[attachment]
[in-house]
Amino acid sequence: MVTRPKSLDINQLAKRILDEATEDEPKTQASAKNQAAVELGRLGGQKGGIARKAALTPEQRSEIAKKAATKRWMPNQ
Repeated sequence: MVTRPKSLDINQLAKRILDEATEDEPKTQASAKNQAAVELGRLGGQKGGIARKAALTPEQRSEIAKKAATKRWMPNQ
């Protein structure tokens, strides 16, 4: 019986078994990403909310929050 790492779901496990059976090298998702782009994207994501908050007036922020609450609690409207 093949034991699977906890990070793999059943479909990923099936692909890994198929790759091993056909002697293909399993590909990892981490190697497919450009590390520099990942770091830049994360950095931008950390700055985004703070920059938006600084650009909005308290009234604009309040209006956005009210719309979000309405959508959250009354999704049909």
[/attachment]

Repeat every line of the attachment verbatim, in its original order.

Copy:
[in-house]
Amino acid sequence: MVTRPKSLDINQLAKRILDEATEDEPKTQASAKNQAAVELGRLGGQKGGIARKAALTPEQRSEIAKKAATKRWMPNQ
Repeated sequence: MVTRPKSLDINQLAKRILDEATEDEPKTQASAKNQAAVELGRLGGQKGGIARKAALTPEQRSEIAKKAATKRWMPNQ
């Protein structure tokens, strides 16, 4: 019986078994990403909310929050 790492779901496990059976090298998702782009994207994501908050007036922020609450609690409207 093949034991699977906890990070793999059943479909990923099936692909890994198929790759091993056909002697293909399993590909990892981490190697497919450009590390520099990942770091830049994360950095931008950390700055985004703070920059938006600084650009909005308290009234604009309040209006956005009210719309979000309405959508959250009354999704049909």